God never commanded us to work for an employer. We could take Jesus question "Are there not twelve hours in the day" and combine that with "Six days you shall labor". If Bacchiocchi is right, we should be laboring for 6x12=72 hours a week, and Bacchiocchi implies that it must be for some employer other than ourselves (otherwise, we could simply ask for Friday off and work for the Lord, preparing for the Sabbath). The real issue is, doing that would be inconvenient for most people living in the temperate zone, much less in the arctic.

There is nothing wrong with asking your employer for two days off, especially since God designed the sixth day to be the Preparation for the Sabbath. Maybe we really should not be working for an employer on that day anyway. That would leave us free to keep the Sabbath from Sunset to Sunset wherever we live. At least, we should make sure we are prepared for Sabbath before Sabbath begins.

If you take Bacchiocchi's argument as true, people living even as far south as Seattle would be working until after the Sabbath began, since Sunset this year (2009) in Seattle is as early as 4:17 pm. How far do you want to take this argument? It doesn't make sense to advocate 6 pm to 6 pm for the arctic region, but not for Seattle as well. If you make that claim, then we might as well all observe Sabbath from 6 pm to 6 pm.

I think it is better to take the Bible as it reads, even if it is inconvenient for our schedule-driven society. It's a good reminder that our schedules are subject to God, not our own wills. Yes, it may be inconvenient in Seattle to ask to get off as early as 4 pm (3 pm if you want to get home before Sabbath, in traffic, Noon if you want to have any Preparation time). Here in Selawik, it's also inconvenient when the sun sets at 2:41 pm. Farther North in Barrow, you don't even have any actual sun. You might have to use the lightest point in the day (dark as it is) as your sunrise, noon and sunset all in one. (For reference, the earliest ending of twilight in Barrow in December 2009, is at 2:54 pm).

Now that I've made my counter arguments, I want to make it clear that I don't think God is so much interested in us measuring the precise moment the sun goes over the horizon, as the principle of letting God rule our schedule. Your horizon might differ from mine, depending on how high a hill you live on, and how high the mountains are between you and the sun. But God can still be master of your life and mine if we let Him.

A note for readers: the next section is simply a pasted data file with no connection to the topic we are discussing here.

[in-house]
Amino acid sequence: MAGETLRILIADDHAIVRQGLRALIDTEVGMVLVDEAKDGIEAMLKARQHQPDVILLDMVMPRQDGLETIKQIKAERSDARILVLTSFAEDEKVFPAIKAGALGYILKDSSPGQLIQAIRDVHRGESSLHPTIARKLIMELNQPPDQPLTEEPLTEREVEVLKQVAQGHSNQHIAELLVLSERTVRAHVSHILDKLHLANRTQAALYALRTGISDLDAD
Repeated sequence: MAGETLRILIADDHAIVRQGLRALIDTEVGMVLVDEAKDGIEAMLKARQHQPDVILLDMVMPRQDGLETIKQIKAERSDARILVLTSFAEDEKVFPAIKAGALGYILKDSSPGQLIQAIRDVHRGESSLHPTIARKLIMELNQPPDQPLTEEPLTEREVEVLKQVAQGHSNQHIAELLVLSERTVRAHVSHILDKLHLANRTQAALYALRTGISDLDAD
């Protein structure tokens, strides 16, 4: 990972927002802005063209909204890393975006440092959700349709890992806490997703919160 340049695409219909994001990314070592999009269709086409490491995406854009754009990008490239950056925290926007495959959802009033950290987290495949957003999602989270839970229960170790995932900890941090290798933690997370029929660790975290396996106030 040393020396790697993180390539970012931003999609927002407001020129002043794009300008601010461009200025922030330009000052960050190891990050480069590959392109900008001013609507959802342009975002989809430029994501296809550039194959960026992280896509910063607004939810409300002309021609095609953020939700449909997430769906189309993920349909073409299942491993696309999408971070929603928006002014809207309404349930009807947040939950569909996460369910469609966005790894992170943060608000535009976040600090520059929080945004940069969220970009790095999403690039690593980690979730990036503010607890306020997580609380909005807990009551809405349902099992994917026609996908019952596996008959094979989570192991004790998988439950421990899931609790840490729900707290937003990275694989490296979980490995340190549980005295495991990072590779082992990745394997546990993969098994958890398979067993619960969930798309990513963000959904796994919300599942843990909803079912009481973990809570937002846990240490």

I believe there are several practical reasons God had for starting the day in the evening. Bacchiocchi brought out some of them, such as a family gathering from their work. I also think there is a psychological start to your day in the evening. If you go to bed with your secular thoughts, you will likely awake with them as well. God wanted us to retire for the night, having already welcomed the Sabbath, so when we awake, we would be ready to commune with Him in a special way.

As for how our family celebrates the Sabbath, we have decided to keep Sabbath for more than 24 hours. In the summer, we begin Sabbath observance at our supper meal, even though the sun will not set until 2 am Saturday morning. This is because of the aforementioned psychological reason I believe God had for the Sabbath beginning before you go to bed. We want to make our Friday evening meal a special one even if it is not technically Sabbath yet.

In the winter, though Sabbath may be technically over as early as 2:41 pm, we may not have finished potluck yet, and we certainly don't want to stop celebrating and enjoying the Sabbath hours. So we end up celebrating it until later in the evening. Since Sabbath is a delight to us, we do not see any reason to limit it to a mere 24 hours, though I wouldn't try to keep it all week as some Sunday keepers claim they do. Clearly there is a place for the 6 days of labor, but I don't think that should mean we cannot keep a few extra hours of Sabbath to guard it's edges.

In conclusion, I've outlined my scientific, Biblical and practical reasons behind how we observe Sabbath as a family. However, I also feel it is important to leave some of these details up to the conscience of others. While I am happy to share my reasons and beliefs with others, I wouldn't want to impose my specific method on others. I would rather that others find Sabbath to be a delight, than that they burden it down with legalistic rules for when it should begin and end. I hope that by my example, others can find the joy of true Sabbath observance, which begins in the heart, with a relationship with the Lord of the Sabbath, Jesus Christ.